statsmodels.tsa.stattools.breakvar_heteroskedasticity_test¶
- statsmodels.tsa.stattools.breakvar_heteroskedasticity_test(resid, subset_length=0.3333333333333333, alternative='two-sided', use_f=True)[source]¶
Test for heteroskedasticity of residuals
Tests whether the sum-of-squares in the first subset of the sample is significantly different than the sum-of-squares in the last subset of the sample. Analogous to a Goldfeld-Quandt test. The null hypothesis is of no heteroskedasticity.
- Parameters
- residarray_like
Residuals of a time series model. The shape is 1d (nobs,) or 2d (nobs, nvars).
- subset_length{
int
,float
} Length of the subsets to test (h in Notes below). If a float in 0 < subset_length < 1, it is interpreted as fraction. Default is 1/3.
- alternative
str
, ‘increasing’, ‘decreasing’ or ‘two-sided’ This specifies the alternative for the p-value calculation. Default is two-sided.
- use_fbool,
optional
Whether or not to compare against the asymptotic distribution (chi-squared) or the approximate small-sample distribution (F). Default is True (i.e. default is to compare against an F distribution).
- Returns
Notes
The null hypothesis is of no heteroskedasticity. That means different things depending on which alternative is selected:
- Increasing: Null hypothesis is that the variance is not increasing
throughout the sample; that the sum-of-squares in the later subsample is not greater than the sum-of-squares in the earlier subsample.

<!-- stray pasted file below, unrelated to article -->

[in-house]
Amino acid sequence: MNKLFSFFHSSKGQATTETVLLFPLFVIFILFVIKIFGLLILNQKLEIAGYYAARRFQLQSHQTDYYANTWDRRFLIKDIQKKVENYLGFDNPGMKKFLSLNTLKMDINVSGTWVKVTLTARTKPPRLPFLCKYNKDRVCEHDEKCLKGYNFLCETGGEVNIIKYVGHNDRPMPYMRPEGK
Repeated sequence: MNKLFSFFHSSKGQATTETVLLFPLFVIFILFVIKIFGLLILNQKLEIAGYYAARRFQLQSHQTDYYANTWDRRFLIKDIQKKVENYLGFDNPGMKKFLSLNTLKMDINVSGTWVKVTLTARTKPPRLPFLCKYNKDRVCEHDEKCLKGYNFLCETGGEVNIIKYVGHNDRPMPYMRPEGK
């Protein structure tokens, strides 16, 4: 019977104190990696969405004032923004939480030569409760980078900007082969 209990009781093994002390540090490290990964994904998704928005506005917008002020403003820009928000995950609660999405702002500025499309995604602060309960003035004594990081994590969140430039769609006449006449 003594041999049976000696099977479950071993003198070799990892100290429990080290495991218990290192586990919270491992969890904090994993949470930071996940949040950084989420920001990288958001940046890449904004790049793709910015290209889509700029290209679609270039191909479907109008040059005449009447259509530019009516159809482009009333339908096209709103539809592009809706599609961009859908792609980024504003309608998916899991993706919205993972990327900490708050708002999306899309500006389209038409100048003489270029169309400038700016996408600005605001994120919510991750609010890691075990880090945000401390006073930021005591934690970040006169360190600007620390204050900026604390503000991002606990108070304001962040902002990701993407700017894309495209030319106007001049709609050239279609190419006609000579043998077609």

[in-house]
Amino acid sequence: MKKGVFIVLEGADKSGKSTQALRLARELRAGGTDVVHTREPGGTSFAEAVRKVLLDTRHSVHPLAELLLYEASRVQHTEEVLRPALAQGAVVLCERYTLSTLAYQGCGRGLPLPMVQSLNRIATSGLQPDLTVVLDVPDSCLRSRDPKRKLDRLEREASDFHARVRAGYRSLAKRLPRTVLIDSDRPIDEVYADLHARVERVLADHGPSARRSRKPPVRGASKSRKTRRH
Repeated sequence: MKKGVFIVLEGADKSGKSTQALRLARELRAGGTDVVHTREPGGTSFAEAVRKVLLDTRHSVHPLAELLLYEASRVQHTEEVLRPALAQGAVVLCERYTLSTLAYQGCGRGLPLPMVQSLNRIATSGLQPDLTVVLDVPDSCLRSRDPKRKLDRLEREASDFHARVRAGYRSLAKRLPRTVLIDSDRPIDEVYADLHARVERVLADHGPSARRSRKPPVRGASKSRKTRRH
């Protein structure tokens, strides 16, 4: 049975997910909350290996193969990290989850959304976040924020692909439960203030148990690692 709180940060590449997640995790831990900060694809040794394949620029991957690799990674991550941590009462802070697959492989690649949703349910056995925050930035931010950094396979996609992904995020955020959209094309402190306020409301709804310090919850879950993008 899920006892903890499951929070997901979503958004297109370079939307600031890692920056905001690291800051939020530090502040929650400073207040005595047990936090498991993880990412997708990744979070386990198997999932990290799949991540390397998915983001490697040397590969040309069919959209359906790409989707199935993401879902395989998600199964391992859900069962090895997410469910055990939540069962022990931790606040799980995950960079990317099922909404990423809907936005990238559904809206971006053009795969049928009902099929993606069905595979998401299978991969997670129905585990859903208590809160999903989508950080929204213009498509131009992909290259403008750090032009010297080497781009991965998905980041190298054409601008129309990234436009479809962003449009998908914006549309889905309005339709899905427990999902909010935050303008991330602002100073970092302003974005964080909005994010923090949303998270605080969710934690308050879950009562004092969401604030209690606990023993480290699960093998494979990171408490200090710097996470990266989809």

- Decreasing: Null hypothesis is that the variance is not decreasing
throughout the sample; that the sum-of-squares in the earlier subsample is not greater than the sum-of-squares in the later subsample.
- Two-sided: Null hypothesis is that the variance is not changing
throughout the sample. Both that the sum-of-squares in the earlier subsample is not greater than the sum-of-squares in the later subsample and that the sum-of-squares in the later subsample is not greater than the sum-of-squares in the earlier subsample.
For \(h = [T/3]\), the test statistic is:
\[H(h) = \sum_{t=T-h+1}^T \tilde v_t^2 \Bigg / \sum_{t=1}^{h} \tilde v_t^2\]This statistic can be tested against an \(F(h,h)\) distribution. Alternatively, \(h H(h)\) is asymptotically distributed according to \(\chi_h^2\); this second test can be applied by passing use_f=False as an argument.
See section 5.4 of [1] for the above formula and discussion, as well as additional details.
References
- 1
Harvey, Andrew C. 1990. Forecasting, Structural Time Series Models and the Kalman Filter. Cambridge University Press.